Located only a few minutes by train from Hiroshima station, a trip to Yokogawa is a fun place to visit, especially during its annual "Fushigi-Ichi" festival when the elderly, kids, anime heroes and large fruit mascots rub shoulders along the main street. Yokogawa's main areas are closed to traffic on this day and stores open stalls along the side of the road selling their wares or festival foods to enjoy. Last time we went, there were shops grilling meats outside, others slinging out bowls of noodles and big glasses of draught beer, while high calibre bars were serving a selection of wonderful wines. Many of the small shops were also open for business as usual and there were open areas set up in car-parks for flea market stalls.
The Yokogawa area - which has a nice mix of retro, Showa-era shops, small eateries, arty galleries and stores - has a very interesting and relaxed, low key atmosphere. There were a lot of people wandering around the area enjoying various performances including children's kagura, some maids singing about Hiroshima okonomiyaki and the yosakoi dance while others were bargain hunting; poking around the flea market stalls.
The "Wonder Carnival" is the Cosplay part of the festival. We didn't go down to the main venue, but we had a lot of fun watching people dressed up in the garb of their favorite anime characters wandering around the pedestrianized Yokogawa Shotengai and they were all more than willing to strike a pose for our photos as long as we asked and gave them time to strike the right pose- I was told that this is a significant aspect of being a Cosplay performer. Some of the costumes we saw were amazing and meticulously handmade, if you are a fan of Anime, you will likely be able to recognize the characters. Even without knowing anything about the characters they represented, it was still entertaining to see all the variety of costumes and poses. Some of our favorites were the Twin Stars, Dragon Ball and the Star Wars stormtrooper. But there were countless others that I can't even begin to describe. The group costumes are similarly impressive and if you give them a chance to pose for you there is quite a lot of preparation of hair and props before they are ready, but the final pose is quite a sight. See upcoming events and information about Cosplay in Hiroshima on the bilingual Cosquerade site.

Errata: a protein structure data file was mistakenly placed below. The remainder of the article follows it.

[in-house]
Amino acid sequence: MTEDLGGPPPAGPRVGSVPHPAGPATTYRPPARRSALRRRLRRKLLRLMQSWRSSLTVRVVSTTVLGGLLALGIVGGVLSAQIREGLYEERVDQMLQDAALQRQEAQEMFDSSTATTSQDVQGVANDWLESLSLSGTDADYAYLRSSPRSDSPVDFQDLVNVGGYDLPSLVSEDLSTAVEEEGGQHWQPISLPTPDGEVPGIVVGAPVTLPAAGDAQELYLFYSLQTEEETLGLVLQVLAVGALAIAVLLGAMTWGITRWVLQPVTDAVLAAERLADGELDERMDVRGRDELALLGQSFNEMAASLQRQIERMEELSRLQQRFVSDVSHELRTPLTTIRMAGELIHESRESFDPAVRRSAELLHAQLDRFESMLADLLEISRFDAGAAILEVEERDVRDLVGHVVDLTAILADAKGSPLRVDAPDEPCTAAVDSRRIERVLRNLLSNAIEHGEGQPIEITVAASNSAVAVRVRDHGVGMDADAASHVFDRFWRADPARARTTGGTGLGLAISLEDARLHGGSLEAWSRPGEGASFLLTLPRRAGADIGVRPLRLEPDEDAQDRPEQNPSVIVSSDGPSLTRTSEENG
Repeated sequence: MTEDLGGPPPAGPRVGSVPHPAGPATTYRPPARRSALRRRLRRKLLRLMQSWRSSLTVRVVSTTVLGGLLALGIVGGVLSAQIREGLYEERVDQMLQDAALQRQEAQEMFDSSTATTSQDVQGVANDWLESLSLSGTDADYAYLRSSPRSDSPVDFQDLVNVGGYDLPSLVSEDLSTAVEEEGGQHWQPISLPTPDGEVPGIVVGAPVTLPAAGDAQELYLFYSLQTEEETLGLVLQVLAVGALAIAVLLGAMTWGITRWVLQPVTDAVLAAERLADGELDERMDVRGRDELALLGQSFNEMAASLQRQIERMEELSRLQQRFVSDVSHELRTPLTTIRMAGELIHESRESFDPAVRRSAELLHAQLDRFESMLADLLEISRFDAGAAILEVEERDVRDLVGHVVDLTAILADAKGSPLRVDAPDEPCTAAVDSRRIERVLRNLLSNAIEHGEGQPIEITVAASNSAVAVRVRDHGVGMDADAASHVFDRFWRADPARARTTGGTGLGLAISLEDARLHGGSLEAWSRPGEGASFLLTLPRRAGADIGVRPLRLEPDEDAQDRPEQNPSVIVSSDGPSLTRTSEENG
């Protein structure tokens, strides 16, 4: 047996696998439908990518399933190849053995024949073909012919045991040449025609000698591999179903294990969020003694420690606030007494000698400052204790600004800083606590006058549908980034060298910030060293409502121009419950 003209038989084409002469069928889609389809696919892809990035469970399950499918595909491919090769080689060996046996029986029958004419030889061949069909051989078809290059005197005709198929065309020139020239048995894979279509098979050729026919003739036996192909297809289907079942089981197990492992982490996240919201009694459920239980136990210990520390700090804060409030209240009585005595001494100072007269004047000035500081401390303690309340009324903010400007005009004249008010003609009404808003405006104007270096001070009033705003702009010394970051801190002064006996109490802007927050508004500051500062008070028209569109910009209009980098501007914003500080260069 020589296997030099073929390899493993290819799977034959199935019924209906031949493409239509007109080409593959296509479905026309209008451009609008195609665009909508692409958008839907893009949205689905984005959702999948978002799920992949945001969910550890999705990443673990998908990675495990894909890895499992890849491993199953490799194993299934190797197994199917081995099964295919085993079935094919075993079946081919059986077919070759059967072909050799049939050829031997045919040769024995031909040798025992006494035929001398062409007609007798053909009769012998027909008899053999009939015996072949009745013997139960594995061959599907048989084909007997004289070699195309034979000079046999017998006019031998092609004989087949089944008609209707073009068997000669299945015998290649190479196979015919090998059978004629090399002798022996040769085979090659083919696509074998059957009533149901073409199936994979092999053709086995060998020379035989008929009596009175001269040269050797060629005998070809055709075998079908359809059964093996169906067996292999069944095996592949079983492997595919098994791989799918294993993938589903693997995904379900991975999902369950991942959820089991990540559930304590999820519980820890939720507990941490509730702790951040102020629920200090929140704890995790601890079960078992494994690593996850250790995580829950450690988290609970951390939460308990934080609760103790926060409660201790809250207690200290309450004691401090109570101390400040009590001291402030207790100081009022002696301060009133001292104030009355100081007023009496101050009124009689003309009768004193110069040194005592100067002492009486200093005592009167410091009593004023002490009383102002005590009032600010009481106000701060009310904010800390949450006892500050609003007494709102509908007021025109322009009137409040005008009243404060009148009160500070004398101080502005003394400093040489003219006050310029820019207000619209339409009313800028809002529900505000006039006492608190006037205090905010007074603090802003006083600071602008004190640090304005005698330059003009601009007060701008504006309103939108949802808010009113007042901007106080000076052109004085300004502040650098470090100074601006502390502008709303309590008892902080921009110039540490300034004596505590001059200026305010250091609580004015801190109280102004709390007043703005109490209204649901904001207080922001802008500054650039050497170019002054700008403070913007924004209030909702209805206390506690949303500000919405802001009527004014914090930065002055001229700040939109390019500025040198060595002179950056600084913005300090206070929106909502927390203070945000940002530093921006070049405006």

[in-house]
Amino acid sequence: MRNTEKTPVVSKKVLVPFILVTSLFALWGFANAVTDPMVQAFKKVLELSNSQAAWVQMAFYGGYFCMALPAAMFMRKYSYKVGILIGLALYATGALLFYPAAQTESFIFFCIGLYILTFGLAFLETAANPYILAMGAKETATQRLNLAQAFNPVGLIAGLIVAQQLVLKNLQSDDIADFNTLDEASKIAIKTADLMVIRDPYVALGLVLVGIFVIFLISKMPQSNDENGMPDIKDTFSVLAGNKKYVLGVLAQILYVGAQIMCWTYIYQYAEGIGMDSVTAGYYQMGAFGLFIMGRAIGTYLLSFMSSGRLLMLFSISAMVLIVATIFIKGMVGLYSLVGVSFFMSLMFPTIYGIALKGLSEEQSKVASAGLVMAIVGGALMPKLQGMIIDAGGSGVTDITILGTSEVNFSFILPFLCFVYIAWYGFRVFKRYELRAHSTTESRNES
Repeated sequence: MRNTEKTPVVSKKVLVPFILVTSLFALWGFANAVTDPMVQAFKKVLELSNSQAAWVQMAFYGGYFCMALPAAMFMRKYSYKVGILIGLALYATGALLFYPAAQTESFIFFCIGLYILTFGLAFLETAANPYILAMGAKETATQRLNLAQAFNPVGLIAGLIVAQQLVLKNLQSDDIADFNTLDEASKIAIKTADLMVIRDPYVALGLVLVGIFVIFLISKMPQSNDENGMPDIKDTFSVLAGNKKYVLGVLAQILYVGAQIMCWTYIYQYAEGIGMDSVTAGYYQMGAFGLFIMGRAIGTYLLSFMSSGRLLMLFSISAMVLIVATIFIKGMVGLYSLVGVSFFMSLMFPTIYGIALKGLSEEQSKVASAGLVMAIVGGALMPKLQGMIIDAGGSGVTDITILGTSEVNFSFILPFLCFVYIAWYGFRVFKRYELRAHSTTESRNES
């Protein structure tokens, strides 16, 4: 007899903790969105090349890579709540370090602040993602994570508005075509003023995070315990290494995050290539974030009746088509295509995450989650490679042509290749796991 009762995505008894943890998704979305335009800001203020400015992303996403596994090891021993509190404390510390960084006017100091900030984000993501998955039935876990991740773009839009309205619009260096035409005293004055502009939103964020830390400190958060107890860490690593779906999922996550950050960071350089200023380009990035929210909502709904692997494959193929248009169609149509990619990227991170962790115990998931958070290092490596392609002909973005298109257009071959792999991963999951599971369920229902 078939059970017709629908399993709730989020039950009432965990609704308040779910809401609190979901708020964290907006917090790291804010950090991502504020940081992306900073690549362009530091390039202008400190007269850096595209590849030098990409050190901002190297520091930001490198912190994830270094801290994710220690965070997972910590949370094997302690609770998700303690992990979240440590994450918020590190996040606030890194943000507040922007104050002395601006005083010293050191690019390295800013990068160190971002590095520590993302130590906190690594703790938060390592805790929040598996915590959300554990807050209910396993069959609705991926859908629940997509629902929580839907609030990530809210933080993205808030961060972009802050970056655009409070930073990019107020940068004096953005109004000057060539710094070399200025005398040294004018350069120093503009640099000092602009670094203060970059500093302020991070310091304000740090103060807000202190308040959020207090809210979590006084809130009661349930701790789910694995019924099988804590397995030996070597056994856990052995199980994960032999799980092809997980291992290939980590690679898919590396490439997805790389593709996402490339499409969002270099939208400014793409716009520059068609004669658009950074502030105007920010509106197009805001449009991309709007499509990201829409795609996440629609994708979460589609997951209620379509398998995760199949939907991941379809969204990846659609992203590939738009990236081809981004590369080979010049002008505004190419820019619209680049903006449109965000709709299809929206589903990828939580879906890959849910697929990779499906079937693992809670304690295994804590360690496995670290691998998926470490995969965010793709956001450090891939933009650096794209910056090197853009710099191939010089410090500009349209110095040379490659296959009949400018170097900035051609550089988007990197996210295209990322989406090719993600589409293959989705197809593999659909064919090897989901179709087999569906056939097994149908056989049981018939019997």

Unfortunately, this year's festival was rainy, but the parades and stalls went ahead as planned despite the smaller crowds. It is special to see how the town changes during the festival, as festival goers fill the streets and browse stores that are normally very quiet. It is quite a spectacle to see the mix of local old ladies (who seem to make up 90% of the residents), Hapi-coat wearing festival staff, huge mascot tomato and other characters as well as the Cosplay performers in their outrageous get-ups all share the same street for a day.
At any time of year, Yokogawa is an interesting area to visit. The station front is charming with the historical Hiroshima streetcar trams parked in front. Go across the main street and grab a "God Burger" one of the area's longest running eateries, then stroll down the main street to peruse the retro shops, restaurants and bars. The town has a lot of character and is very down to earth and comfortable with itself.
If you missed this festival, catch the Flower festival a couple of weeks later in Golden Week, for more costumes, performances, food stalls and great Matsuri atmosphere.
Was this article helpful?
I've been living in Hiroshima since the mid 90's & still discovering new things to enjoy. I'm a big fan of both the old "wabi sabi" as well as modern and new designs, Japan offers both of these type of places to explore and enjoy. Even after many years here, I am still discovering surprising, fantastic and wacky things about this strange and wonderful land. I hope you enjoy your adventures around Japan- feel free to contact me with any questions you may have about traveling with kids, vegetarian dining or anything specific to Hiroshima.